More Lawsuits Filed in Drakes Bay Oyster Co. Case - NBC Bay Area

More Lawsuits Filed in Drakes Bay Oyster Co. Case

Farm will stay open during, at least temporarily



    More Lawsuits Filed in Drakes Bay Oyster Co. Case

    The Drakes Bay Oyster Co. and a citizens' group have filed two similar but separate lawsuits in Marin County Superior Court to challenge  recent California Coastal Commission orders that would require the oyster  farm to curtail its activities.

    The two lawsuits, both filed on Friday, are not part of a federal  case in which the farm at Point Reyes National Seashore is challenging a  decision by U.S. Interior Secretary Kenneth Salazar to close it.

    In the federal case, a panel of the 9th U.S. Circuit Court of  Appeals is due to hear arguments in San Francisco on May 14 on the company's  appeal of Salazar's decision to deny it a permit extension and thereby enable  the site to return to wilderness.

    The court has allowed the farm to continue operating during the  appeal.

    Life After Drake's Bay Oyster Company

    [BAY] Life After Drake's Bay Oyster Company
    Kevin Lunny's struggle to keep his family's oyster farm running in Point Reyes National Seashore appears to be over, closing out an era of oysterman plying the park's pristine waters and ushering in the nation's newest ocean wilderness. Joe Rosato Jr. reports.
    (Published Friday, Nov. 30, 2012)

    One of the Superior Court lawsuits was filed by the Marin  County-based Alliance for Local Sustainable Agriculture and Phyllis Faber, an  alliance member who is a former Coastal Commission member.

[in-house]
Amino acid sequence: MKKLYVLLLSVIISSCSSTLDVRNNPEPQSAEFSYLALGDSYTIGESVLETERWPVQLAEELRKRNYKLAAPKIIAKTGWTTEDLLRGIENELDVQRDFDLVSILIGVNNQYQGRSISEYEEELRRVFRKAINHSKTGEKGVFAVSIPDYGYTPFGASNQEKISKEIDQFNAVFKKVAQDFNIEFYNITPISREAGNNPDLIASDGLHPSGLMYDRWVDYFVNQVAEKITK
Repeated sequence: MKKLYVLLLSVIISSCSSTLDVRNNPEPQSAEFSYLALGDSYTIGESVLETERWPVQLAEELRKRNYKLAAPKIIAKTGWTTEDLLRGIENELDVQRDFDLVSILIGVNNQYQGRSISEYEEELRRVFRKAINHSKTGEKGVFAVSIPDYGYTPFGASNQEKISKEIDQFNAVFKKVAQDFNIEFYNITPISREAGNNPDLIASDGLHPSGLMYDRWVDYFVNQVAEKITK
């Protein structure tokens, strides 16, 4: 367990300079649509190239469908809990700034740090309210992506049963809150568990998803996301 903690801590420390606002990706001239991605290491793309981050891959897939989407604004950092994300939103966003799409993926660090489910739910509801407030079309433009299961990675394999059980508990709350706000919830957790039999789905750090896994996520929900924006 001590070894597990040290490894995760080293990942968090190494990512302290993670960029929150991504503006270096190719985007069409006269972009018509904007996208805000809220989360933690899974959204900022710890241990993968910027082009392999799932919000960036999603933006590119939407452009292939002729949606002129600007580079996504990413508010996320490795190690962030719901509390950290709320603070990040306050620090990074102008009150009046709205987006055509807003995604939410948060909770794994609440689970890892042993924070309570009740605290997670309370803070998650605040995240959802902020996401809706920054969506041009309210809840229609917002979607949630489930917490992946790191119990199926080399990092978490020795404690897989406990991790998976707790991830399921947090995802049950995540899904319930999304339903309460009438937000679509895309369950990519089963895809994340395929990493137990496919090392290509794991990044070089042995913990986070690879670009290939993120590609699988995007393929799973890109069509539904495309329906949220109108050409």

The second was filed soon afterwards by the oyster company.

    Both suits allege the orders issued by the commission on Feb. 7  "would effectively shut down the farm," even if it wins its federal case,  through expensive requirements for removal of certain equipment and changes  in its operations.

    "The effect of the operational constraints, cultivation  restrictions and other work immediately required would be so financially  onerous on the family-owned farm as to cause it to cease operations," both  lawsuits say.

    Zachary Walton, a lawyer for the alliance, said Superior Court  Judge Lynn Duryee Wednesday morning scheduled a July 9 hearing on the  alliance's request for a ruling overturning the commission orders.

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    Walton said he was not aware of any request by the oyster farm for  a similar hearing, but noted that the farm could seek to participate in the  July 9 session either as a so-called "real party in interest" in the alliance  lawsuit or in connection with its own lawsuit.

    Richard Idell, a lawyer who filed the oyster company's Superior  Court lawsuit, was out of town and not available for comment Wednesday.

    Amy Trainer, the executive director of the Environmental Action  Committee of West Marin, said, "This corporation has made millions of dollars  cultivating shellfish in our public waters without any coastal permits, yet  thinks the coastal protection rules of California somehow do not apply to  it."

    Life After Drake's Bay Oyster Company

    The committee has participated in the federal case by filing  friend-of-the-court briefs supporting Salazar's decision.